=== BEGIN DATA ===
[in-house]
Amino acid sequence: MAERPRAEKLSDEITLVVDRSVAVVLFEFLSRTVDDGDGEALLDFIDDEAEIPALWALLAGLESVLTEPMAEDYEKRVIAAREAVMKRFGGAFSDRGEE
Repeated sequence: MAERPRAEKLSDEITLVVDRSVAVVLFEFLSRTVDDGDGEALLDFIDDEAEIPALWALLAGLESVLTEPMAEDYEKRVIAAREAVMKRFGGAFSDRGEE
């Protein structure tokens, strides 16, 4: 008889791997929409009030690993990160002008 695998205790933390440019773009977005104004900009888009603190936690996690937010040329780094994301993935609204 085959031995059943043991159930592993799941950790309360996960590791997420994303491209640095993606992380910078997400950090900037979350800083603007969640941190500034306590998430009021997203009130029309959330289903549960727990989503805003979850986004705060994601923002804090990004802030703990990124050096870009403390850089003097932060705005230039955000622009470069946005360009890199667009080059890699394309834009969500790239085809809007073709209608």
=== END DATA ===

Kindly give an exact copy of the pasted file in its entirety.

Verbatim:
[in-house]
Amino acid sequence: MAERPRAEKLSDEITLVVDRSVAVVLFEFLSRTVDDGDGEALLDFIDDEAEIPALWALLAGLESVLTEPMAEDYEKRVIAAREAVMKRFGGAFSDRGEE
Repeated sequence: MAERPRAEKLSDEITLVVDRSVAVVLFEFLSRTVDDGDGEALLDFIDDEAEIPALWALLAGLESVLTEPMAEDYEKRVIAAREAVMKRFGGAFSDRGEE
């Protein structure tokens, strides 16, 4: 008889791997929409009030690993990160002008 695998205790933390440019773009977005104004900009888009603190936690996690937010040329780094994301993935609204 085959031995059943043991159930592993799941950790309360996960590791997420994303491209640095993606992380910078997400950090900037979350800083603007969640941190500034306590998430009021997203009130029309959330289903549960727990989503805003979850986004705060994601923002804090990004802030703990990124050096870009403390850089003097932060705005230039955000622009470069946005360009890199667009080059890699394309834009969500790239085809809007073709209608």